Erbsville Dental uses digital x-rays to track your 3rd molars early progress and even determine the best timing for their removal if needed. By your mid-late teens, you will know if and how they are growing, and whether they will become a problem or not? Your dentist Dr. Stephen Mathews always looks out for his patient’s best interest, especially if your dental health is involved. Dr. Mathews will make every effort to ensure the procedure itself is as minimally invasive as possible. The two-part goal is to make you as comfortable and pain free as you can be and make your recovery time short. Put simply, your teeth are removed with care, using meticulously planned procedures and techniques. With you involved in the discussion and based on your dentists experience a choice will be made to use either simple local anesthetic or in combination with full sedation. Read “If You Don’t Have Room for Wisdom Teeth?.”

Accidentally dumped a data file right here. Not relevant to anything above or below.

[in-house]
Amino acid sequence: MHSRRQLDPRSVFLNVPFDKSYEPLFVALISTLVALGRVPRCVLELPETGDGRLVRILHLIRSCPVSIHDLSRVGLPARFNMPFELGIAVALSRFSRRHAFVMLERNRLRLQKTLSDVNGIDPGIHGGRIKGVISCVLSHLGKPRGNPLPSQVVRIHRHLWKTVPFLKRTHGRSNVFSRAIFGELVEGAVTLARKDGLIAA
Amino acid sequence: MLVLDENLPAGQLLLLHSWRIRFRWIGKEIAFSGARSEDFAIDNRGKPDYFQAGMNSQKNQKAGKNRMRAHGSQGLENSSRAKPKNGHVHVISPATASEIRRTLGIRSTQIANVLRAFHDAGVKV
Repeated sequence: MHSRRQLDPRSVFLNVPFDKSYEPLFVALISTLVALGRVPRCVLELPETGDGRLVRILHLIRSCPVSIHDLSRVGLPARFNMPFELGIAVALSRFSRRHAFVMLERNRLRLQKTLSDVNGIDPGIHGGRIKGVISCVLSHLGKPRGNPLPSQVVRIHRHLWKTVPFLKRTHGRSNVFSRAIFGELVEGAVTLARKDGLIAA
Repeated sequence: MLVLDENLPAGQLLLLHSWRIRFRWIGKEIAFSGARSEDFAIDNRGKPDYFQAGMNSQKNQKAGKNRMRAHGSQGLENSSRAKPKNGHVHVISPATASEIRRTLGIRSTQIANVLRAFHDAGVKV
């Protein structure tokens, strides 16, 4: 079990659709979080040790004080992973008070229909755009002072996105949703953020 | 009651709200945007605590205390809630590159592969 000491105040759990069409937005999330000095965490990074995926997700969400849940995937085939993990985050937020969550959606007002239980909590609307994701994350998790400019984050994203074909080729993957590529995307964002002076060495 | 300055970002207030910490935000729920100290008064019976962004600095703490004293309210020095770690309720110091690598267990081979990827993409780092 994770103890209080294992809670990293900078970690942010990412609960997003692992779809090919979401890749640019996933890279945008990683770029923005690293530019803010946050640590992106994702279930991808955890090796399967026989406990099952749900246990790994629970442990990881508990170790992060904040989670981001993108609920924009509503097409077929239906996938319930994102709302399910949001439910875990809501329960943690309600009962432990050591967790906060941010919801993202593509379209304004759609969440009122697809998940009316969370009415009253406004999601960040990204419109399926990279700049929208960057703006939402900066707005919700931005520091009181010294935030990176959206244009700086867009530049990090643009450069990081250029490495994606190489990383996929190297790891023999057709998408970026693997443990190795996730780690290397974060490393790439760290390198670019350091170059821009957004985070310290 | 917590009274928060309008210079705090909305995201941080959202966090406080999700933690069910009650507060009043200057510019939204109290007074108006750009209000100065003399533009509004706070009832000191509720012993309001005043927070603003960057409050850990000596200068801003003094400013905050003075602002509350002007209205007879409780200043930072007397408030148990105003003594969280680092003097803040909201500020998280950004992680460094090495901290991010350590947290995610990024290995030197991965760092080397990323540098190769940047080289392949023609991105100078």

Who Can Help with Wisdom Teeth?

Typically, wisdom teeth are extracted by an oral surgeon who specializes in dental surgery. Upon examination, if extraction of your wisdom teeth is recommended then normally a referral would be made.  At Erbsville dental you will be able to have your extractions done at our clinic with full sedation options. Dr. John McIntosh has joined the Erbsville Dental team. Dr. McIntosh is an oral surgeon specialising in wisdom teeth. In addition, Erbsville Dental has renovated, creating a surgical suite for Dr. McIntosh to work. Whatever the situation, Erbsville Dental is equipped to help with all the diverse wisdom tooth problems. And like every dental procedure performed at Erbsville Dental, every effort is made to make you comfortable and minimize discomfort, swelling and recovery time. Read “What is a Maxillofacial Surgeon?